God bless the carburetor
In the early 90s I got on a Greyhound headed to Washington, D.C., from Richmond, Virginia. The last person to board the bus was a woman in her sixties, petite but formidable and formally dressed.
She paused at the platform next to the driver, at the very front of the bus, and at first I thought she was talking very loudly to the driver. Then I realized it was a prayer. “Dear Lord, please watch over this bus!” Then she began to pray for each part of the bus: the wheels, the brakes, the wipers, the engine. It went on for a minute or so. Then the driver. Then she extended her prayers to the rest of us: “And watch over each of these passengers and bring us all safely to our destination.”
She calmly sat down, the driver closed the door, and the bus headed out.
Needless to say, we didn’t have any accidents.
This was twenty years ago, but I remember her so clearly. I remember realizing that her attention to detail was not so much about God blessing each thing, it was about how good we are at blaming ourselves when we go through trauma. How we think there was something we should have done more or less or differently.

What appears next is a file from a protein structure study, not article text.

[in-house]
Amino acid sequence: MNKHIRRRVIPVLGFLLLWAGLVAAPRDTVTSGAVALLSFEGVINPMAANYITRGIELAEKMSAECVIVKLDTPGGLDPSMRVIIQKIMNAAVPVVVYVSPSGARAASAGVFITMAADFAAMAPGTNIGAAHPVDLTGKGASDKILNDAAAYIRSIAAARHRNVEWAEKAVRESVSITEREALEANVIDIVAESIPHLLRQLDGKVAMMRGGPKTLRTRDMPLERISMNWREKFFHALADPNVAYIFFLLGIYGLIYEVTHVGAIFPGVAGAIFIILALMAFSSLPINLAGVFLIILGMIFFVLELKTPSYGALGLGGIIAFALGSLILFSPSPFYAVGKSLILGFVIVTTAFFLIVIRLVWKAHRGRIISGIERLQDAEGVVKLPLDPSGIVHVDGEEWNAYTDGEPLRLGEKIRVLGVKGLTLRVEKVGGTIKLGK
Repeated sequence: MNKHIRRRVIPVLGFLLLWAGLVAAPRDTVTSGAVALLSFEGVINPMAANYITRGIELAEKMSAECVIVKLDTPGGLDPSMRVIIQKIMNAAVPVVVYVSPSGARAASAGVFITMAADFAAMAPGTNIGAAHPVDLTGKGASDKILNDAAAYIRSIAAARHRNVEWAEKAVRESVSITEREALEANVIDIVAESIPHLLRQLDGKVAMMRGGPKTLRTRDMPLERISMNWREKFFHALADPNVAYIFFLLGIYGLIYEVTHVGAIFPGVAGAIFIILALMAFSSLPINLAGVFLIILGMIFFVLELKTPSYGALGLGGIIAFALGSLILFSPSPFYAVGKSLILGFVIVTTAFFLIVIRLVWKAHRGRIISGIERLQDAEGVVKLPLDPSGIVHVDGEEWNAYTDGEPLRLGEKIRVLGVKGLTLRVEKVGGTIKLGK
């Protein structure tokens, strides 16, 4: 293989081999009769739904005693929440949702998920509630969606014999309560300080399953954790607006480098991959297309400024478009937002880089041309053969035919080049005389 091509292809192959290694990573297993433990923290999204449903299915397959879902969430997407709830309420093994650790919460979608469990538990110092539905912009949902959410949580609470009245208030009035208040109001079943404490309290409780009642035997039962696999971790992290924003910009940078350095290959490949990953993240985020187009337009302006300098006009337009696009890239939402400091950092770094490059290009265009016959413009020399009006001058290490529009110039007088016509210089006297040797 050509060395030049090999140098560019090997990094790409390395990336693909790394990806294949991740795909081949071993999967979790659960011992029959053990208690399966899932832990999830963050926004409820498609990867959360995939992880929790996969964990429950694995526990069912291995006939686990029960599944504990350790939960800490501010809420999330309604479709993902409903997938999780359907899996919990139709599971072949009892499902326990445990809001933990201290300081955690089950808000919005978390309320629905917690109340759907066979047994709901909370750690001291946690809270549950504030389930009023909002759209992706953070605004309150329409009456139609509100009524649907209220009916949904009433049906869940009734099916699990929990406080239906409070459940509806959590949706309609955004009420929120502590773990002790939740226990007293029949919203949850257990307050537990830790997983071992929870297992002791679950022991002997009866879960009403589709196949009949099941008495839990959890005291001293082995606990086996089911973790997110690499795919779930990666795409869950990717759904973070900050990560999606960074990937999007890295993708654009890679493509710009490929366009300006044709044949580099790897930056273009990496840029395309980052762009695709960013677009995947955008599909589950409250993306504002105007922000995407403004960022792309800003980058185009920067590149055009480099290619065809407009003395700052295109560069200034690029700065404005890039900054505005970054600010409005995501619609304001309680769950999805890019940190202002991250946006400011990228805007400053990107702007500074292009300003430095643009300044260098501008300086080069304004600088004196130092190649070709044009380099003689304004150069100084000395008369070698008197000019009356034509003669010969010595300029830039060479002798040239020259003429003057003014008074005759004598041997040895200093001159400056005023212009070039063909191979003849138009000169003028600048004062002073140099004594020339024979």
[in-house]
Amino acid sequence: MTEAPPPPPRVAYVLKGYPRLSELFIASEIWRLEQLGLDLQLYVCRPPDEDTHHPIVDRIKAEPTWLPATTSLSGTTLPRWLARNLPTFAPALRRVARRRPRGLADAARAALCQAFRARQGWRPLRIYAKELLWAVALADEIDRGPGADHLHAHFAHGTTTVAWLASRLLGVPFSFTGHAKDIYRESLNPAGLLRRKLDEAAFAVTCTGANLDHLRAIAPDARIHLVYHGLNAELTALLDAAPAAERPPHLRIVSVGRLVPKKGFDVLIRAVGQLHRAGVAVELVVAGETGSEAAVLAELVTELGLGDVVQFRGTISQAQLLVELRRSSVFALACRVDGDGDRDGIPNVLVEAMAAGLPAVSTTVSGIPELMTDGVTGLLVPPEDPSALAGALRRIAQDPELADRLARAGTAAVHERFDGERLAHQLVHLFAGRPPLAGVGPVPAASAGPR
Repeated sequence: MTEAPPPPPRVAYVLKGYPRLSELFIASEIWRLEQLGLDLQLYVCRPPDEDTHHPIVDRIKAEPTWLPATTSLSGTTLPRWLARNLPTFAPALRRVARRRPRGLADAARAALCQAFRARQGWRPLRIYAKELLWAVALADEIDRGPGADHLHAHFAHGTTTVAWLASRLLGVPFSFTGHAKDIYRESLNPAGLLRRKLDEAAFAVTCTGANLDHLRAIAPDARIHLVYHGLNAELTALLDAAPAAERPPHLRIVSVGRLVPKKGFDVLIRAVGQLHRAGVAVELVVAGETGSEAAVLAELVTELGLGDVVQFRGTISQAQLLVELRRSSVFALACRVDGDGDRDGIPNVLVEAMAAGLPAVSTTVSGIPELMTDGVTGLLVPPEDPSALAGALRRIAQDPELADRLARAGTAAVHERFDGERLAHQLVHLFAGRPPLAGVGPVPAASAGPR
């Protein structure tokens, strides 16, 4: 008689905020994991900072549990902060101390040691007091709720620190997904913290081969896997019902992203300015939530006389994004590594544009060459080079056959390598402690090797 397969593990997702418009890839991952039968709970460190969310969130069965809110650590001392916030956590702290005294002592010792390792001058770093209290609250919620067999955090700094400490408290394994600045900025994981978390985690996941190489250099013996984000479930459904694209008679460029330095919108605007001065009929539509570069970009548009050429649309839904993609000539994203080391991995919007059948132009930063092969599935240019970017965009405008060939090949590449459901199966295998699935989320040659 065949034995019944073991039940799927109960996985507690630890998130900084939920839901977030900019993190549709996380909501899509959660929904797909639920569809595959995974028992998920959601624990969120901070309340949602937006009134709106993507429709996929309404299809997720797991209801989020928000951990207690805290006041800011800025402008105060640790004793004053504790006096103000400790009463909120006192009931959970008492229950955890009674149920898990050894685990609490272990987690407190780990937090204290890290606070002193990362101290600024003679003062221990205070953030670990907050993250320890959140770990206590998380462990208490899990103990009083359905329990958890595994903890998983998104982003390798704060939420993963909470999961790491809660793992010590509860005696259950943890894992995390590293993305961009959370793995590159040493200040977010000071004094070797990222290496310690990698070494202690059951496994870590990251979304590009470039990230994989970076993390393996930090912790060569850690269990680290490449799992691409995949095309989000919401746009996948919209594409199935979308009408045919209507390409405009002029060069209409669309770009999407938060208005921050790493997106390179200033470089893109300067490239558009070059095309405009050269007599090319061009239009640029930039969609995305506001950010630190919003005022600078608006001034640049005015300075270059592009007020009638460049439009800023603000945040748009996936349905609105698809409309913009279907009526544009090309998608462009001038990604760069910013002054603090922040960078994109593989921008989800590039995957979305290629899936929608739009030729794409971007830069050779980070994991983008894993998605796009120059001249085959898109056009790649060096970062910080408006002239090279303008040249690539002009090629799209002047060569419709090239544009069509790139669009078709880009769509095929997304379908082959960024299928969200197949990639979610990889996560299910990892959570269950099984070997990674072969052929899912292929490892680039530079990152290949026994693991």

She was dressing herself very carefully and she was going to pray for each thing, because after that, it would be on God if something happened. She had done what she could do.
There are a lot of times, both in life and in the studio, when I struggle with things that are unexpected and uncomfortable.When it would be easy to get caught up thinking about what I should have done more or less or differently.
I had the basic image for this painting with a man and some fish and lots of A’s quite a while ago, but boy, was it a hassle. The colors were wrong, the background was wrong, then I would get the face in and the next day realize one eye was off, which is completely heartbreaking. I had to sand down about a third of the canvas because it was just too lumpy. You get the idea. I persisted, and some things about the finished piece are still a surprise to me, but it works.
Now I am sure that woman went through some serious events. That behavior would not have been triggered by something small, at least in my experience. But what I learned from her is that instead of trying to cover my bases, I want to try to minimize my regrets another way, by trying to get the most out of the painful bits so that they have a purpose. In the end, I think my mistakes, my pain over my mistakes, and my caring enough to persist, are what imbues my work with whatever life it has. And life itself too.
But still, a little prayer magic doesn’t hurt, so I wish you all “safely to your destination!”